Having been as equally overwhelmed as we were smitten by their debut album Aegean, there was definitely a strong breath of anticipation for When Icarus Falls’ new EP, Circles when it came through. Consisting of three new tracks and a remix of a previously released song, the new encounter takes the strengths of its predecessor on another intensive and extensive journey of dramatically testing adventure. With swooping atmospheres and imposing textures a constantly evolving obstacle and seduction, the Swiss post hardcore band never offers anything less than full and fluid immersions for the senses and emotions, a consuming potency that Circles does not refrain from either. It is powerful uncompromising proposition which depletes and rewards ears and energies whilst imagination again is taken on incendiary flights across riveting soundscapes.
Hailing from Lausanne, When Icarus Falls began in 2007 making their first attention grabbing mark beyond local appetites with the Over The Frozen Seas EP via Get a Life! Records in 2009. Shows with the likes of Red Sparowes, Zatokrev, and Impure Wilhelmina only enhanced their emergence but it was Aegean two years ago which nudged a wider recognition their way. Themed by the work of Elisabeth Kübler-Ross, a famous psychiatrist who described the five stages of dying: denial, anger, bargaining, depression and acceptance; as inspiration, the Headstrong Music released album showed little restraint in enveloping the world in burdensome atmospheres and ravenous melodic fires, a portentous assault which Circles readily continues.
Recorded by Raphael Bovey at Blend Studio, the self-released exploration opens with Erechtheion. It opens with a soaring a sonic sightseeing of expansive and welcoming yet almost ominous scenery to provide an instant rich lure for thoughts and imagery. The initial embracing flow of acidic melodies and adventurous riffery, both aspects strikingly crafted by guitarists Yann Cottier and Luis Cordeiro, is a resourceful evocation but one also brewing up darker intensity as the raw vocals of Diego Mediano squall across the soundscape. His distinct abrasing tones are ones you take to or not and like the sounds having little time for mercy or restraint in their full on passion, but as another coarse texture to the multi-layered deeply almost cavernous songs Mediano’s tones only add to the danger and intimidation. As the song traverses its narrative and adventure, the rhythmic seduction from drummer Xavier Gigandet aligned to the bass stalking of Claude Humbert-Droz is as impressive and compelling as anything else with every member adding a unique aspect to the nature and intent of the songs. The opener employs all their skills and invention to create an unrelentingly inciting and contagious intoxication which immediately sets the release on a new plateau for the band.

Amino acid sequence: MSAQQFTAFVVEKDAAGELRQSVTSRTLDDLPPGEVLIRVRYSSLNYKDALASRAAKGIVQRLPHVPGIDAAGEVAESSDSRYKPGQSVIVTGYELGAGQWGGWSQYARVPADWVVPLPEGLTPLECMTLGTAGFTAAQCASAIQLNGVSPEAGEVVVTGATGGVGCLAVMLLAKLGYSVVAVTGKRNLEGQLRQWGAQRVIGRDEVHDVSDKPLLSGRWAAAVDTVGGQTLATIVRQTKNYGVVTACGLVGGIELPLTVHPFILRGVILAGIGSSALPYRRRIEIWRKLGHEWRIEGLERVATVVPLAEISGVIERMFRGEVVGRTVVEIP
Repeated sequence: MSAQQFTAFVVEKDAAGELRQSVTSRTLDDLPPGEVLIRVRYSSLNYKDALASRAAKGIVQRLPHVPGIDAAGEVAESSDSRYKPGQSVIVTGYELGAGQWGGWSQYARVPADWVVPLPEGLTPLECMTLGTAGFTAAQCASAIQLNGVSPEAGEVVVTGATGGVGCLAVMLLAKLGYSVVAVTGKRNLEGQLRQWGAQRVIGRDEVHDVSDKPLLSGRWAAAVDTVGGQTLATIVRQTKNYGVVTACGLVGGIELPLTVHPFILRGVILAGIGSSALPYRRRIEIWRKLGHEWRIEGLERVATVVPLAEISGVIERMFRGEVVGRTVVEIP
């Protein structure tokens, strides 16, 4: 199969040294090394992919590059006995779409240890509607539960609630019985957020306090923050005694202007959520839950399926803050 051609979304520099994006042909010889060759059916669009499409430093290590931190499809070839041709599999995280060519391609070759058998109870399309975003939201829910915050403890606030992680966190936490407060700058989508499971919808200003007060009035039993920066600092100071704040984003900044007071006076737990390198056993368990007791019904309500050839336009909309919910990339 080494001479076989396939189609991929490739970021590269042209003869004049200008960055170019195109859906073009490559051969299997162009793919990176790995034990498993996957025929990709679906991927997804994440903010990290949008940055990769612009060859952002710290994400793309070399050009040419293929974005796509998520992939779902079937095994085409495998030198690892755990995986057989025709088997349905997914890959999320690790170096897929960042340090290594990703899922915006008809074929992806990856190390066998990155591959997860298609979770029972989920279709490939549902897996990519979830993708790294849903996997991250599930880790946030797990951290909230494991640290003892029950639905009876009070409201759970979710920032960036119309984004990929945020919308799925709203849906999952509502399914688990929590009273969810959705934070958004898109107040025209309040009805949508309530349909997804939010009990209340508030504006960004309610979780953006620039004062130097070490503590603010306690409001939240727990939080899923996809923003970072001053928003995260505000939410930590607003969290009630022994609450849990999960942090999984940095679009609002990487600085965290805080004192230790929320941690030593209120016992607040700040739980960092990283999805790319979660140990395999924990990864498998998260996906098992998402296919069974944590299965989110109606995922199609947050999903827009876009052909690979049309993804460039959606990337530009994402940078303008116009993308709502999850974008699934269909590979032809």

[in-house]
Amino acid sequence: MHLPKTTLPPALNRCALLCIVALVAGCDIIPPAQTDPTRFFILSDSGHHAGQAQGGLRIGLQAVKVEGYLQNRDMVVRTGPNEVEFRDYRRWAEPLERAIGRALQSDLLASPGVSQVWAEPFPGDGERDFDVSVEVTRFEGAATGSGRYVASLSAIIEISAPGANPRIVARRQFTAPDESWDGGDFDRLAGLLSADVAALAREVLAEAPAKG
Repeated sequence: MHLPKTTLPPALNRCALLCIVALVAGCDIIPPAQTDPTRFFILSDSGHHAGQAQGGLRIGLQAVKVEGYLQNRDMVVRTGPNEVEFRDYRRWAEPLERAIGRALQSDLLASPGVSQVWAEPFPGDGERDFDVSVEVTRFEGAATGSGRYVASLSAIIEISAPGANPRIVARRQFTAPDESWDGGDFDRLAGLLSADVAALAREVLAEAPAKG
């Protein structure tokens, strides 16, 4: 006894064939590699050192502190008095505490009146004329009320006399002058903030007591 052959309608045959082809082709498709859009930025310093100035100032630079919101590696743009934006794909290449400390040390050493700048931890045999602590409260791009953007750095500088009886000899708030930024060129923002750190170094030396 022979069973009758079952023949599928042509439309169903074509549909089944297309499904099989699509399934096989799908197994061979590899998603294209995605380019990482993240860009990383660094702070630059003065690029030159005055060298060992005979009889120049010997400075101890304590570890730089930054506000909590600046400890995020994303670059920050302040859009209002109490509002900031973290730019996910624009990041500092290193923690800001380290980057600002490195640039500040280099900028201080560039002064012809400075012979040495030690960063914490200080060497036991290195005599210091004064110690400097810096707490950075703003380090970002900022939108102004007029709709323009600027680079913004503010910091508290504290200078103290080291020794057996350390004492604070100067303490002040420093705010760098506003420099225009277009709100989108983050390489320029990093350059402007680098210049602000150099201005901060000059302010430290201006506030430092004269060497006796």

The Great North follows and immediately lies threateningly against ears with slowly prowling rhythms and the rasping vocals of Mediano. It is a brief stand –off before the guitars and keys, also provided by Gigandet, weave an evolving canvas from gripping sonic endeavour and melodic enterprise. There is a hazy, almost sultry air to the emerging climate of the song, one which is patient in its spreading across senses and song. The carnivorous throat of the bass though ensures the opening warm hues of the song are skirted by danger and reserved malevolence, providing a predatory edge to the expanding ambience which at times reminds of The Cure around their second and third albums. Maybe not quite as majestic as its predecessor, the track still leaves the listener basking, even lost at times, in its expressively emotional and epic landscape, all the time challenging and rewarding ears and thoughts.
Of the three new tracks, Celestial Bodies is the less demanding in its opening coaxing though still vocals and to a lesser extent the bass tempers the peace and grace of the keys and guitar built sonic scenery. The drums also add a sinew and rapaciousness to proceedings, the darker hearts of the three lurking in the corners and shadows of the sweeping melodic flight. Every twist and aspect of the towering complex construction of the song’s premise though is soaked in a danger and menace so there is never a moment upon Circles where you feel safe or relaxed. The song again is a masterful confrontation which is matched by the remix of Nyx, a track which was previously released as part of the Falling Down II compilation of 2010. The concluding song is a pestilential persuasion, demonic sounds and elements scurrying around the black ambience like a plague of spite before the song takes a deep breath and heaves its own heavily intensive weight of sound and emotion upon the senses. The most destructive and venomous track on the release, the track makes for an absorbing end to another fine release from When Icarus Falls.
The Circles EP like the band’s sound as a whole is not looking to make fleeting relationships with mind and emotions nor make it wastefully easy for the listener to initially engage in its exhaustive, scintillating, and ruinous explorations but the rewards for the bravery and patience needed are unique and exceptional. Not a release for everyone certainly but it and When Icarus Falls should be definitely attempted by all.
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